Stories of environmental disaster are rarely out of the news these days, and it’s difficult not to see the future of our planet as a bleak one. Food waste is a huge contributor to this. In 2015, we threw away 7.3 million tonnes of perfectly edible food. This is the equivalent in carbon emissions terms of 1 in 4 cars on UK roads.
One in four. Just let that sink in for a minute.
And yet progress on cutting food waste remains painfully slow. Countries such as France have outlawed food waste but few have followed their example. Like we said, it can be difficult to remain optimistic especially when, week after week, we’re collecting bags and bags of fruit and veg – some of which has clocked up a frightening number of food miles.
That’s why events such as the recent Earth Optimism Day are so necessary.
Our local event, organised by the Cambridge Conservation Initiative, was packed full of hopeful stories and talks from inspiring figures such as Jane Goodall and David Attenborough.
We were delighted to be asked to take part in the Solutions Fair, a key part of the day that highlighted the practical steps people are taking to minimise the effects of climate change. The fair was organised around four themes; buying smart, going wild, bright ideas and eating well. A perfect opportunity for us to showcase the work of FoodCycle hubs across the country! And we were in great company with Hotel Chocolat, Cambridge Sustainable Food, Hodmedods, the Sustainable Fish Campaign and Cambridge Carbon Footprint.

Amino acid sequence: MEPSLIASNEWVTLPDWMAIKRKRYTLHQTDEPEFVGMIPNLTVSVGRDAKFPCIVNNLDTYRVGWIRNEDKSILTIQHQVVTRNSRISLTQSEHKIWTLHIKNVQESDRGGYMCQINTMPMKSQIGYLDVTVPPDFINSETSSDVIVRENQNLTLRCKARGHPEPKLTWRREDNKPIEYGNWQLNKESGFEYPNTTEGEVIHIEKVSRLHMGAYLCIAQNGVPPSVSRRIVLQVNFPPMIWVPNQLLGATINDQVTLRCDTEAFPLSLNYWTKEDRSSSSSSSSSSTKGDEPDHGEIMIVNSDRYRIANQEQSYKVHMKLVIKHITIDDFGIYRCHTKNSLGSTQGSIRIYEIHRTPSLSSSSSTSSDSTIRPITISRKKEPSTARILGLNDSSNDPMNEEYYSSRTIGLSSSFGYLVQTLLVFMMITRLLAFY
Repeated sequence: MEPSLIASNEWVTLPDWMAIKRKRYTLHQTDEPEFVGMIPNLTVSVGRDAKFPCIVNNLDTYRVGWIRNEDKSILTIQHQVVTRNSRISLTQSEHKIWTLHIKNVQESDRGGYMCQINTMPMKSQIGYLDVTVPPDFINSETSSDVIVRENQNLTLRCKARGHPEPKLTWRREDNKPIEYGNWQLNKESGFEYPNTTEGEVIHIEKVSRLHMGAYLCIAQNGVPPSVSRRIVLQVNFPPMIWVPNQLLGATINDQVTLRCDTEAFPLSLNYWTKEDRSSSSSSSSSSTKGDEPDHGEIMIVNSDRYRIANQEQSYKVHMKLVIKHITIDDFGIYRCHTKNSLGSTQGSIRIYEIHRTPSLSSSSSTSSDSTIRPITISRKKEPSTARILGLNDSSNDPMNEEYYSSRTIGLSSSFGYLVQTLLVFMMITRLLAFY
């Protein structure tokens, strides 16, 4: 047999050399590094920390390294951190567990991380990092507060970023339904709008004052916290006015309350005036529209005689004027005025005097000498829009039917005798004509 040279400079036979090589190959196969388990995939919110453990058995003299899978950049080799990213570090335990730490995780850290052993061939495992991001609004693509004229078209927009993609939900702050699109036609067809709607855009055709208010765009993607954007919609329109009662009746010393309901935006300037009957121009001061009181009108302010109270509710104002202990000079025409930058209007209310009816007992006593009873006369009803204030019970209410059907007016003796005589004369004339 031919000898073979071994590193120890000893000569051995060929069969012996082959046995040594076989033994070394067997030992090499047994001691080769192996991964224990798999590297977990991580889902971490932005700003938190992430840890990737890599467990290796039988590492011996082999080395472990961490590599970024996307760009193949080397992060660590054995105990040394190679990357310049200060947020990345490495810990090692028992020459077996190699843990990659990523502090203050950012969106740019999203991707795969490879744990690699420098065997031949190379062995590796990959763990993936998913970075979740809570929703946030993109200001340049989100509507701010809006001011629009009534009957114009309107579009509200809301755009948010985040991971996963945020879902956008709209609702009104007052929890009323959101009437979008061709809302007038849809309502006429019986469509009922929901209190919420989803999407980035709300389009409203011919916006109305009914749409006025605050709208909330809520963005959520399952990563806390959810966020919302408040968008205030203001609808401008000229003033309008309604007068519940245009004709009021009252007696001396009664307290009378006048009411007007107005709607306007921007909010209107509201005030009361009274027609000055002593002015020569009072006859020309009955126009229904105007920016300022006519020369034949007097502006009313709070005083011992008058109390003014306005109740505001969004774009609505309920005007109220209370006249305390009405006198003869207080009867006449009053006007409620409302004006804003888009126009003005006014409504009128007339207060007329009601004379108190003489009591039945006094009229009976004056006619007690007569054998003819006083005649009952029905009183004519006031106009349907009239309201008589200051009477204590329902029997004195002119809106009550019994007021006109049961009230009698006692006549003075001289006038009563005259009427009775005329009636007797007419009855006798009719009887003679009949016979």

The David Attenborough Building was busy from the minute the doors opened at 11 until the fair shut at 4. Our volunteers had an absolute blast talking to so many people about food waste, its environmental impact and how projects like ours, that try and work towards a more sustainable food system, can make a real difference. We handed out plate after plate of food waste tasters, including Cajun spiced kale chips, crostini with roasted peppers, walnuts and goats cheese, and kiwi fruit salsa.
The highlight of the day had to be when the day’s main speaker stopped by our stall, grimacing as he asked for something to take away the taste of the 100% cocoa chocolate he’d just eaten.
Once we’d recovered the power of speech, we had a great chat with Sir David about where all the fruit we were offering visitors had come from; bananas from Colombia, a Jamaican papaya – even the apples weren’t local. As he stood there, casually eating our grapes, he was outraged to hear that everything on our trays had been destined for the supermarket’s bins just one day earlier – especially when it had come from so far afield.
A truly amazing day, and one we won’t forget for a long time. Not only did we meet an all time hero, we saw and spoke to hundreds of engaged, motivated people (especially children) who are ready for change.
Reason to be optimistic indeed.